Little things matter more than you think. Especially when you're trying to get a small business off the ground, it's easy to get caught up in pursuing the "big" goals: growing your company, expanding your client base, hiring more employees, and making a profit, for example. But don't become so fixated on the forest that you fail to see the trees. In other words, stop being so distracted by the "big grand ideas" and start getting the small details right. Promises kept, deadlines met, little extra flourishes, and small acts of kindness add up to happy clients.

Hard times don't justify stinginess. We've all heard the expression "The more you give, the more you get." And you may be willing to put it into practice when it comes to giving your clients things like honesty, competence, and care. But if you give away your expertise, time, energy, and (gasp!) money, won't you just go broke? Not necessarily, says Callaway. It may take time, but whatever you give will usually come back to you with interest.

Don't lie-even if it makes you look better, makes you rich, or keeps a client from walking. Sometimes, it's tempting to tell white lies, exaggerate, misdirect, omit, and cut corners to make life easier. Generally, it's also easy to justify these things to yourself (She'll never know, and it'll save me hours of work, for example). But when it comes to putting clients first, Callaway says, these "little" lies are just as bad as the whoppers. Yes, honesty can be tough in the moment, but in the long run you'll gain a reputation for trustworthiness that will change your life.

Be honest with yourself, too. As Callaway has already established, you should never lie to a client (or to anyone else). But honesty shouldn't stop there. Ask yourself, Am I lying to myself about where my priorities lie and how others perceive me? Try to see your business as your clients and customers see you. Are you putting them first-or putting yourself first?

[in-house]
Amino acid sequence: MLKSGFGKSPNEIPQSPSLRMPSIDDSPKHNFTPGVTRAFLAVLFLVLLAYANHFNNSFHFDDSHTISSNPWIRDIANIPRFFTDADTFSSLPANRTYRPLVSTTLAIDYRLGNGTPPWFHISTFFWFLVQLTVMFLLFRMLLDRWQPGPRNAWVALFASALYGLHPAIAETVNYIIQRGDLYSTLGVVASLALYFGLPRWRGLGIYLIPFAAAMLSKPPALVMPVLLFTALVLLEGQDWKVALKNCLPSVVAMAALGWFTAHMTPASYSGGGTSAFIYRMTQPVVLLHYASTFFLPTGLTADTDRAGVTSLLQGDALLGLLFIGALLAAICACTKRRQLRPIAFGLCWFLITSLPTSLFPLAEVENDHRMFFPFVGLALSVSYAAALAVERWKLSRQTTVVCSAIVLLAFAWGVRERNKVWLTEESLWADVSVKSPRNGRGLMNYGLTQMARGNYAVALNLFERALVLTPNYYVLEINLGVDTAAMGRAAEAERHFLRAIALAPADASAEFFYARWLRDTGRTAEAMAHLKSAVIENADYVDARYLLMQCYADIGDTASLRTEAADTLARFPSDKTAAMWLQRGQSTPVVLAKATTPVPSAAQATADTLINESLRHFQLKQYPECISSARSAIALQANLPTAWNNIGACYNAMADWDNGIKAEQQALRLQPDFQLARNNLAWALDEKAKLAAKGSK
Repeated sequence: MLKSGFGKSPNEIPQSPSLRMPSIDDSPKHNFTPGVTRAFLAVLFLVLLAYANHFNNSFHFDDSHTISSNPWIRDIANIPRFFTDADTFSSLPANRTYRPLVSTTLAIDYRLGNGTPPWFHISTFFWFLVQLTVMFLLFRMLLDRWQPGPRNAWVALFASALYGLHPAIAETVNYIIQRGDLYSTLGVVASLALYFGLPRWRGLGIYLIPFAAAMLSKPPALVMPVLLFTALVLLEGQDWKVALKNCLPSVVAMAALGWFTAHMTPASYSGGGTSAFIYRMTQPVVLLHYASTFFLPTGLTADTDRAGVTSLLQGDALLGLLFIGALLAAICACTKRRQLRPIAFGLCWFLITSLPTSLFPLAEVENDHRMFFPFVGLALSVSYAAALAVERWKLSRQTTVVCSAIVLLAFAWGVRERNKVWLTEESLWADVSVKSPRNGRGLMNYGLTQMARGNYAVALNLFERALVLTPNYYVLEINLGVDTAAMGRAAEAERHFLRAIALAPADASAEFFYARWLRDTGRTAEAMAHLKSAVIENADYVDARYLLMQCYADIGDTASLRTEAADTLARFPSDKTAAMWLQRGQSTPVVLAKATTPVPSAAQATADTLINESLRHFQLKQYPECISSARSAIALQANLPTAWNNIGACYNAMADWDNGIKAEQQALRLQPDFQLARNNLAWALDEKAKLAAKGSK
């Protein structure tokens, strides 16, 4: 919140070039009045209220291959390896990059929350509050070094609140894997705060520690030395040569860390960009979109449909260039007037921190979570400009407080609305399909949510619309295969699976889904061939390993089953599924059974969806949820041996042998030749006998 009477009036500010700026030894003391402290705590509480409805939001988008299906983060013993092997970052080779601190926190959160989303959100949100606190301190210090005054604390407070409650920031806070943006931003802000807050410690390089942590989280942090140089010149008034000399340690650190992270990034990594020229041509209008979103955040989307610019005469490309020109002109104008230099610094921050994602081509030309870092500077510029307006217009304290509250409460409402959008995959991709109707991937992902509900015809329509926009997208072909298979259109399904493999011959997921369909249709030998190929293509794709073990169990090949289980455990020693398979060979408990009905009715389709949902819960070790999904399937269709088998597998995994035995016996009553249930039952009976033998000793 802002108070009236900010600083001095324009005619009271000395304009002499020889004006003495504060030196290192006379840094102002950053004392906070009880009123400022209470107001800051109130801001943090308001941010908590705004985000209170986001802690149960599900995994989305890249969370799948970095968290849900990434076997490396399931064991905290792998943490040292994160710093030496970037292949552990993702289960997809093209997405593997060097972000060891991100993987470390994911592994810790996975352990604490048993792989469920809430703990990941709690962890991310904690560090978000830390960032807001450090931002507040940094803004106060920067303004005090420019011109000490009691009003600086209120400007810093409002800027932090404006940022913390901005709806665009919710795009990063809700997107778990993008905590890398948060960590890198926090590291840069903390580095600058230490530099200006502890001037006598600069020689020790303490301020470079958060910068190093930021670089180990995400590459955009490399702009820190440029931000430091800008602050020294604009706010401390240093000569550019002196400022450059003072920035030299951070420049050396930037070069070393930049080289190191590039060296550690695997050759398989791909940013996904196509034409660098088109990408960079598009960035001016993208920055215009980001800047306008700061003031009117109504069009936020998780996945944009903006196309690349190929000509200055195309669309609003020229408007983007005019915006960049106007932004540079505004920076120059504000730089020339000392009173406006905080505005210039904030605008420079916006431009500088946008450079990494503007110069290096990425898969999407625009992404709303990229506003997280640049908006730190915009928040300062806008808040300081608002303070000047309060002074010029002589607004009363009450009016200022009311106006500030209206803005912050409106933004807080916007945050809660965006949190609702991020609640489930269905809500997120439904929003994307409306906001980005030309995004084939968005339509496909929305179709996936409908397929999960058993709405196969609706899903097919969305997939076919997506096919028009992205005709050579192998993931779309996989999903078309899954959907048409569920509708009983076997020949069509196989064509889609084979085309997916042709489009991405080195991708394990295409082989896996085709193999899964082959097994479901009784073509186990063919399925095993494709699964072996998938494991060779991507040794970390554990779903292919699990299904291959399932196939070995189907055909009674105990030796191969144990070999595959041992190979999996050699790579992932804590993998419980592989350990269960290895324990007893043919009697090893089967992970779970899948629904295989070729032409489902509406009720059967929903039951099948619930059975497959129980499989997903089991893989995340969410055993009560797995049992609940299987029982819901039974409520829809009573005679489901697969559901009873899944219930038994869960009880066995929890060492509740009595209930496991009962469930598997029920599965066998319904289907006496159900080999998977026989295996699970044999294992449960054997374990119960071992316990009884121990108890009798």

Treat employees at least as well as you treat your clients. While (of course) you don't treat your employees like dirt, you may feel that you don't owe them any special favors, either. After all, you're paying them-isn't that enough? Well, no. Whether you realize it or not, the way your people treat customers reflects the way you treat them. Are you courteous? Kind? Polite? Enthusiastic? Do you listen when they talk to you and try to accommodate their needs? Or are you short, perfunctory, and even (sometimes) rude?

Make sure your highest praise comes from your competitors. Yes, you read that correctly. You can-and should-strive to win the approval, goodwill, and admiration of your competitors. If possible, get to know their leaders and employees, and help them when you can. You don't have to give away trade secrets, but you can offer advice, for example, or refer a customer whose needs are better matched to what another business has to offer. Don't do these things manipulatively, but in the spirit of giving-your efforts will come back to you with interest. Have faith that there is enough business to go around.